Why Not Product X?

PGP includes these important features:


What About GPG?

"GnuPG is a complete and free replacement for PGP."  GPG (GNU Privacy Guard) is a PGP compatible alternative based on the OpenPGP standard.  It has received funding from the German Federal Ministry of Economics and Technology, and there are two great reasons to consider it: It is completely open source software that can be peer reviewed for any security weaknesses; and it is absolutely free to use for both commercial and noncommercial purposes.  Although designed for command line operating systems such as Linux, it has been ported for 32 bit Windows use.  GPG includes all the usual PGP email and file encryption/signing functions, but none of the additional PGP components such as PGP Virtual Disk, Self Decrypting Archives, Email Proxy and Whole Disk Encryption.

Although now appearing to be a feasible alternative, Windows users will tend to prefer PGP because it is what we expect in Windows software, with easy installation, and a complete GUI (graphical user interface).   A major issue for Windows users, is that when GPG is used in Windows, it does not use memory locking to prevent your passphrase from being saved to your hard disk via the swap/paging file.

I suggest that interested Windows users visit  Gnupg-users and Gpg4win.  I've not tried them, but there is a Pegasus Mail plug-in, an Outlook plug-in, and the Enigmail extension for Mozilla products.


RSA Support?

All versions of PGP prior to version 5.0, use only traditional v3 RSA keys.  In version 5.0, PGP introduced the use of DH/DSS keys; and the ability to use RSA keys was not included unless it was indicated as having RSA Support.  This change in emphasis from RSA key usage to DH/DSS key usage appears to have been an economic issue - RSA remained patented (until Sept., 2000) and required payment of a royalty fee if used commercially, but both DH and DSS were royalty free.  The original 5.0 freeware included the ability to use, but not generate RSA keys, up to 2048 bits.  Until 6.x, all subsequent official Freeware had no ability to use RSA keys.  6.0.x Freeware has the ability to use standard size RSA keys, if you have Internet Explorer 4.x/5.x 128 bit security installed.  For an additional fee, the 5.x, and 6.0.x Personal Privacy and Business (progressively named Business Security, Email & Files, Desktop Security) versions could have RSA Support.  Since PGP 6.5.x, all versions have included full RSA support.  No official PGP software has ever generated Legacy RSA keys larger than 2048 bits, but 5.5.x versions with RSA Support can use RSA keys up to 8192 bits (6.x versions with RSA Support are limited to 2048 bit RSA keys).  RSA enabled Personal Privacy 5.5.x was not able to generate RSA keys, but RSA enabled Personal Privacy 6.x can generate RSA keys (except for 6.0.1).  The third party builds of these 5.x and 6.x versions (such as "a", "i", and ckt) include an emphasis on having RSA Support.  In addition to the ability to generate (up to 2048 bits) and use (up to 4096 bits) traditional "legacy" RSA keys, PGP 7.0 (and above) has the ability to generate and use "new format" (v4) RSA keys up to 4096 bits, with features previously reserved to DH/DSS keys.  PGP 9.x and 10.x can use, but cannot generate traditional v3 RSA  keys.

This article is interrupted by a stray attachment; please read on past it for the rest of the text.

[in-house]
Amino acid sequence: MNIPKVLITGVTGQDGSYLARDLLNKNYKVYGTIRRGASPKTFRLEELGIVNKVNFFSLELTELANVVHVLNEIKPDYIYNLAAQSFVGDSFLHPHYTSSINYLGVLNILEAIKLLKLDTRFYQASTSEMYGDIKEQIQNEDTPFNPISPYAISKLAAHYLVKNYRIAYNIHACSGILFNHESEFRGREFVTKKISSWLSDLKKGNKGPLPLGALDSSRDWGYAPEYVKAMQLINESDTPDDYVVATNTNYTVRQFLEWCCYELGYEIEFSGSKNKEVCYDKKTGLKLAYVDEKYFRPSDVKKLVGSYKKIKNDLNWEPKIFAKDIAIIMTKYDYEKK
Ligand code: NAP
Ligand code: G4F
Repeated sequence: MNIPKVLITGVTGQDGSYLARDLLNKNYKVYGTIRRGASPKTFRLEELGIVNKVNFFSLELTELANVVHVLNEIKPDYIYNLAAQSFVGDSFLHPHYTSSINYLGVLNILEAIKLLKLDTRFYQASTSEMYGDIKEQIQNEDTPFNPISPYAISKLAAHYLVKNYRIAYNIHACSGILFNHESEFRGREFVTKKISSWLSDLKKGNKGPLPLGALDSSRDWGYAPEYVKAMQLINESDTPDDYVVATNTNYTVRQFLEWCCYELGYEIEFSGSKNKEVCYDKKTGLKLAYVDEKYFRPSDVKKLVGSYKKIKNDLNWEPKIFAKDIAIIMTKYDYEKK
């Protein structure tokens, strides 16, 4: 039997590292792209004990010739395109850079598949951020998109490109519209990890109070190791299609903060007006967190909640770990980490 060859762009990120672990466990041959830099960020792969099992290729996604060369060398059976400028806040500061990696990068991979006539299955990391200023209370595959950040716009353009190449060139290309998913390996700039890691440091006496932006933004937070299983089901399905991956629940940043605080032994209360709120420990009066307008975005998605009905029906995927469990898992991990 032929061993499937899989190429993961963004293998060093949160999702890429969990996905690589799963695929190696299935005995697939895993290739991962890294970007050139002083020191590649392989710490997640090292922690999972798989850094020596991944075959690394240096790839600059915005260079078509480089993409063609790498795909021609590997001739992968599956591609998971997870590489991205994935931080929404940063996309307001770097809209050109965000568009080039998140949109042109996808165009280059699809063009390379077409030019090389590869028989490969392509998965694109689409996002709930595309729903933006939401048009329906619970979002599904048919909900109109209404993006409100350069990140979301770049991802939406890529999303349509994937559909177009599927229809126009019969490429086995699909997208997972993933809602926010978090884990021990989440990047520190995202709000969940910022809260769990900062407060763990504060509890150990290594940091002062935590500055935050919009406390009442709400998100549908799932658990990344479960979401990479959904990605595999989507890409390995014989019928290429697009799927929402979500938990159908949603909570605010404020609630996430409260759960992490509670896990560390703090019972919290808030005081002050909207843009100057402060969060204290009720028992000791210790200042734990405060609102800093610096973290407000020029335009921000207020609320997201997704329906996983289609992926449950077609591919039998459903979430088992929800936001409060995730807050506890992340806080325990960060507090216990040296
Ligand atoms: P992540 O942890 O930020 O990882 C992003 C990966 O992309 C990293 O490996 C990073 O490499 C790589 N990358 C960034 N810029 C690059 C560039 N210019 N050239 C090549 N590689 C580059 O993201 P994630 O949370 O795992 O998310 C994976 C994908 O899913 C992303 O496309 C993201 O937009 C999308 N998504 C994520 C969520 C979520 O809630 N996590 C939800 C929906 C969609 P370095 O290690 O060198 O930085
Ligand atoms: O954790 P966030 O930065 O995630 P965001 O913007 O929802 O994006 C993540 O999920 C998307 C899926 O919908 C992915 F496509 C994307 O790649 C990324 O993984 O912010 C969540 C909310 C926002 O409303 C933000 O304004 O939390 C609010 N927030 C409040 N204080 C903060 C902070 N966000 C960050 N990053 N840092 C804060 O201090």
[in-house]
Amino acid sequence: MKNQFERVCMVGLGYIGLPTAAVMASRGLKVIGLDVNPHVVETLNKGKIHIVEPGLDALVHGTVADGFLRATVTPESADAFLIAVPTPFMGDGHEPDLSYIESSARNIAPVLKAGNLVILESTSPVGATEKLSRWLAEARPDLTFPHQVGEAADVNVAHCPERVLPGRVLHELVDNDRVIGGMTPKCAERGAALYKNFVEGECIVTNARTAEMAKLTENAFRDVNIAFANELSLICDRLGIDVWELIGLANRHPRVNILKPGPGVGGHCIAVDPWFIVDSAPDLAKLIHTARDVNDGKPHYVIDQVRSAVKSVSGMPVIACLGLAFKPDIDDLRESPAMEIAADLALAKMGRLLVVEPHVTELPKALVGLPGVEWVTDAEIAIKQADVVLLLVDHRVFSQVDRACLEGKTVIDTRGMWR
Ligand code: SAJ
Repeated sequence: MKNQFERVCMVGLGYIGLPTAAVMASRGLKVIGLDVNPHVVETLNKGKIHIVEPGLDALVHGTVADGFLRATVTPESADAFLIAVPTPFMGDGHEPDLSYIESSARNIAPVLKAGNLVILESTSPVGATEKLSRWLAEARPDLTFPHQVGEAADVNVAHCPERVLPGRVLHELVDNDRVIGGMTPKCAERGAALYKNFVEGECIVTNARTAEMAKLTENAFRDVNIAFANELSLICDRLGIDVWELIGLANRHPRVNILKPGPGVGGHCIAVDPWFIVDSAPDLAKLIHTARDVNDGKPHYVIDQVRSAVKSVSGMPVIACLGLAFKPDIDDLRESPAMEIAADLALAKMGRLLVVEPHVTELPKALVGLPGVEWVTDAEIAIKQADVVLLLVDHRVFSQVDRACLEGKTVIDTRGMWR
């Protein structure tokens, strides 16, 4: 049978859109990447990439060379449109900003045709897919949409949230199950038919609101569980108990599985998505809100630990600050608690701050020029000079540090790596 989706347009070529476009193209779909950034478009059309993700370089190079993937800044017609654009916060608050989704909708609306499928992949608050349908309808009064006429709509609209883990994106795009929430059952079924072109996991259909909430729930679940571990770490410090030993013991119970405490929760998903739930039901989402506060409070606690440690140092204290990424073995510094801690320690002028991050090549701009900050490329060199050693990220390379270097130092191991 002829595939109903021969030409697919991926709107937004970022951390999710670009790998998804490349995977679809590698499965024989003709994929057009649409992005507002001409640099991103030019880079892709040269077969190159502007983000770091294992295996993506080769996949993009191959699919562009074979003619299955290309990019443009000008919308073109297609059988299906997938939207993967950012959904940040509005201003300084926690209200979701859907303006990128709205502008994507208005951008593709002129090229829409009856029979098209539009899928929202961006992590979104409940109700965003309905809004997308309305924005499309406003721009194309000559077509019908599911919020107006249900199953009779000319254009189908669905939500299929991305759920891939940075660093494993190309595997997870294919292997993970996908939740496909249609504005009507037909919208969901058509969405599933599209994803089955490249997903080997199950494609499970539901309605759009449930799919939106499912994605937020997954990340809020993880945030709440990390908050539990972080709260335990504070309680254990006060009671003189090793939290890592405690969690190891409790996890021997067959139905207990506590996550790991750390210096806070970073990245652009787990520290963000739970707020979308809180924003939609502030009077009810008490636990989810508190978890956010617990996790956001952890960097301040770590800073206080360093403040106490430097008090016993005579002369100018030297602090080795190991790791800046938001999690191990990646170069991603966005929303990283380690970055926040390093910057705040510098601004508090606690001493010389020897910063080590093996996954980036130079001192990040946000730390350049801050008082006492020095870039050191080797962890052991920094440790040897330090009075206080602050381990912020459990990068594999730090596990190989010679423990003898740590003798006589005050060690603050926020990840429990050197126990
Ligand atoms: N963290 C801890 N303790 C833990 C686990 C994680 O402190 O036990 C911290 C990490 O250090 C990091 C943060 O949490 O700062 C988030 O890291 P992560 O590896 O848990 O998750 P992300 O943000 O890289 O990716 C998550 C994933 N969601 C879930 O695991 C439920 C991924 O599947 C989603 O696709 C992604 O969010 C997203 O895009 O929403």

What Is CAPI?

A major new feature of PGP 6.0.x: "Limited and **unsupported** RSA functionality is available in the Windows versions (ONLY) of PGP through Microsoft's Cryptographic API (CAPI), as installed with Internet Explorer 4.0."  So, even DH only versions of PGP 6.0.x could use (but not generate) standard size RSA keys, if you had the 128 bit version of Internet Explorer 4 (or IE5) installed.  And you didn't actually have to have Internet Explorer 4 or 5 installed, as long as you had installed the IE4 128 bit security upgrade.  USA/Canada residents use to be able to obtain this as nph-iefinal.pl at the Microsoft site; I'm told that it was at the Replay (now zedz.net) site as nph-iefinal.exe.  With assistance from others, I was able to install this and use RSA keys with PGP 6.0 Freeware, without having IE4.  My machine had Windows 95b (OSR2) and Internet Explorer 3.x, but I don't believe these were required.  I used WinZip to extract sigres.exe, rsabase.dll and rsaenh.dll to Windows\System, renamed nph-iefinal.pl to nph-iefinal.exe, ran it, and then registered rsabase.dll and rsaenh.dll:

Start | Run | regsvr32.exe rsabase.dll      &      Start | Run | regsvr32.exe rsaenh.dll

USA/Canada residents use to be able to get the 128 bit upgrade to their IE4/5 from Microsoft.


Where is PGP 2.6.4?